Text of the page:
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Myopia, or near-sightedness, is increasingly common among children worldwide, particularly in South and East Asia. High myopia can progress and lead to serious vision problems in adulthood. Fortunately, recent research highlights effective strategies to prevent or slow down myopia progression. One of the most significant findings is the protective effect of outdoor play on children’s eyesight.


Understanding Myopia and Its Impact

Myopia occurs when the eyeball elongates excessively, causing light to focus in front of the retina rather than directly on it. This eye elongation can worsen over time, increasing the risk of related complications such as retinal detachment, glaucoma, and cataracts. Alarmingly, the prevalence of myopia has surged in recent decades:

  • In the United States, myopia rates have jumped from 25% in the 1970s to 42% today​ (GEH)​.
  • In some East Asian countries, up to 90% of young adults are now myopic​ (GEH)​.


The Role of Outdoor Play in Myopia Prevention

Research consistently shows that spending more time outdoors can significantly reduce the risk of developing myopia. This finding has led experts like paediatric ophthalmologists and optometrists to advocate for increasing outdoor activities for children. The exact mechanism of action is not well understood yet but some studies suggest that outdoor light exposure stimulates the release of dopamine in the eye, which may slow the elongation of the eyeball​.


Key Research Findings

Australian Study:  Ian Morgan and colleagues at the Australian National University conducted a study involving over 4,000 children aged 6 and 12 in Sydney. They found that those who spent more time outdoors were less likely to develop myopia. This protective effect was independent of other factors like near work (e.g. reading, screen time).​

Taiwan Initiative: Dr. Pei-Chang Wu implemented increased outdoor recess at a primary school in Taiwan. His efforts led to a significant reduction in new myopia cases. The program was later expanded nationwide, resulting in a decrease in myopia rates among elementary students from 50% to 45.1% between 2011 and 2015.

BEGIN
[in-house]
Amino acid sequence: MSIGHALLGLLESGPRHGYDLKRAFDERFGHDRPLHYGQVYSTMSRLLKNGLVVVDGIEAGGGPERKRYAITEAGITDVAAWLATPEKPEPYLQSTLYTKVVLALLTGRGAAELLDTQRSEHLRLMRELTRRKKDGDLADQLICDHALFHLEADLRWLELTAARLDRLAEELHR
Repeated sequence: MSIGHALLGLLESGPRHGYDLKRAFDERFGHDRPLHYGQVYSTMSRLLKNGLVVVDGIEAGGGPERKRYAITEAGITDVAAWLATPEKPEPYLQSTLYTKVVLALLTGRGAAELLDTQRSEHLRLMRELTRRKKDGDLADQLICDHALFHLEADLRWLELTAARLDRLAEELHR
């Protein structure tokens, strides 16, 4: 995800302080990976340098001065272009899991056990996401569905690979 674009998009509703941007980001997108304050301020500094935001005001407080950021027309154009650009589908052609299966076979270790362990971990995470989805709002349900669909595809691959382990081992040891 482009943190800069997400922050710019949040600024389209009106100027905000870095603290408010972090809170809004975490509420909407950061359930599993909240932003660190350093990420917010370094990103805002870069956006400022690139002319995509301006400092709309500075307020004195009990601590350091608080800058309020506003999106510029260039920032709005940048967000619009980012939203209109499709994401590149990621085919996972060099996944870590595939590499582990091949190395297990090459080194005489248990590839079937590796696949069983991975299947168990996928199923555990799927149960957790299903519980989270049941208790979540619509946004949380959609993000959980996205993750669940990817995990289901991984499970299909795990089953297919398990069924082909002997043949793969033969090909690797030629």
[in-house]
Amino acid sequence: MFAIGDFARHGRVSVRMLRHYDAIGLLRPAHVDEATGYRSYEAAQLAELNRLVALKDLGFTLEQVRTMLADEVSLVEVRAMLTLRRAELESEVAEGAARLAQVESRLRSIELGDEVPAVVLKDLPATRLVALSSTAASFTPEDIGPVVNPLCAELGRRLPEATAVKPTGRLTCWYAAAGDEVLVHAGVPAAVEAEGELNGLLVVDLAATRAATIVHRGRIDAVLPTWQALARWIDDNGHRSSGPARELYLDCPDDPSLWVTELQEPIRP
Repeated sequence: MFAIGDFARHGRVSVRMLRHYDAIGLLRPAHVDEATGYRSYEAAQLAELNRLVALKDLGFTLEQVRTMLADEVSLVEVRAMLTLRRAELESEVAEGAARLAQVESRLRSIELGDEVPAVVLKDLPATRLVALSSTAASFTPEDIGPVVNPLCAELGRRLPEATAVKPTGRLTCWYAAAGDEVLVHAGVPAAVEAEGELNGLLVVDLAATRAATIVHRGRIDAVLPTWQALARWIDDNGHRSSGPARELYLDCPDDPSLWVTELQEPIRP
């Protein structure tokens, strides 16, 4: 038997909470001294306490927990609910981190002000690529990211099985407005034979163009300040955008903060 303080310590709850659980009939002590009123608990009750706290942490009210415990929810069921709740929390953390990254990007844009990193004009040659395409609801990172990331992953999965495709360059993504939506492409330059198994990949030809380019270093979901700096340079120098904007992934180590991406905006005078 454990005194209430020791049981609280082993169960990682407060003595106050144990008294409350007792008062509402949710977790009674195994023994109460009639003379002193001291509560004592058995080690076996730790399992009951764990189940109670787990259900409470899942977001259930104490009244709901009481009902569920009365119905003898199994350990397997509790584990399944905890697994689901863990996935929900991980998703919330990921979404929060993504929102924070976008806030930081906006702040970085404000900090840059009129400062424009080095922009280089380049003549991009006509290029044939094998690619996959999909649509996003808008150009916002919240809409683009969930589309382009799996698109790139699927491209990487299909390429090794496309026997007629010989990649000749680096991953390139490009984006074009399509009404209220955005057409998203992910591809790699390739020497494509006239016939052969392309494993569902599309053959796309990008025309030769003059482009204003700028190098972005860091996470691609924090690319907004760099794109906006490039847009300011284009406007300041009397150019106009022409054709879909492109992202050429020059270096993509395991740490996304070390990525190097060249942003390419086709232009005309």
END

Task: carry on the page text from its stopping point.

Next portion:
Actionable Steps for Parents

To help prevent myopia in children, parents can take several proactive measures. These steps, supported by research, emphasise outdoor activities and good visual habits:

  • Encourage Outdoor Play: Aim for at least two hours of outdoor play every day. Activities like playing sports, riding bikes, walking the dog, or simply exploring nature are beneficial.
  • Good Screen Habits: Reduce the amount of time children spend on screens in general + implement the 20-20-20 rule: every 20 minutes, take a 20-second break to look at something 20 feet (6 metres) away.
  • Good Reading Habits: Ensure proper lighting during reading and encourage children to hold books at a reasonable distance from their eyes.
  • Regular Eye Exams: Schedule regular eye check-ups for early detection and management of myopia. A good time to get a full eye test at an optometrist 3 and 5, before starting school.

If myopia is detected, it is important to understand and utilise myopia control treatments early. While outdoor activities are still important, various treatments can help manage myopia progression in children who are already affected. These include:

  • Special Contact Lenses: A range of soft disposable contact lenses and orthokeratology (ortho-K) lenses worn overnight can reshape the cornea and control myopia progression.
  • Special Glasses: Lenses designed to reduce peripheral defocus can also help manage myopia. These lenses are specifically designed for myopia control in children and change how light is focused on the retina, potentially slowing eyeball elongation..
  • Atropine Eye Drops: Low-dose atropine eye drops have been shown to slow myopia progression effectively without significant side effects.


The Importance of Starting Early

Intervening early is critical for effective myopia management. The younger the child when these preventive measures are implemented, the better the outcomes. This early intervention can significantly reduce the risk of high myopia and its associated complications later in life.


Practical Tips for Integrating Outdoor Time

Here are some practical ways to ensure your child gets enough outdoor time:

  • Incorporate Outdoor Time into Daily Routine: Make outdoor play a part of your child’s daily schedule, much like meals and homework.
  • Outdoor Homework Sessions: If feasible, encourage children to do their homework outside to combine learning with beneficial light exposure and peripheral environment.
  • Weekend Outdoor Activities: Plan family outings to parks, nature reserves, or beaches on weekends.
  • Sports and Recreational Activities: Enrol your child in sports or other outdoor extracurricular activities.



Even though myopia rates are increasing, we have never been better placed to try and combat it. Parents can now take proactive steps to protect their children’s eyesight. Encouraging outdoor play, limiting screen time, and ensuring regular eye exams can make a significant difference. By fostering good visual habits and utilising effective myopia management treatments when necessary, parents can help reduce the risk of serious vision problems in their children’s future.

For more personalised information on myopia prevention and management, you can book an appointment with our experienced Optometrist and discuss further.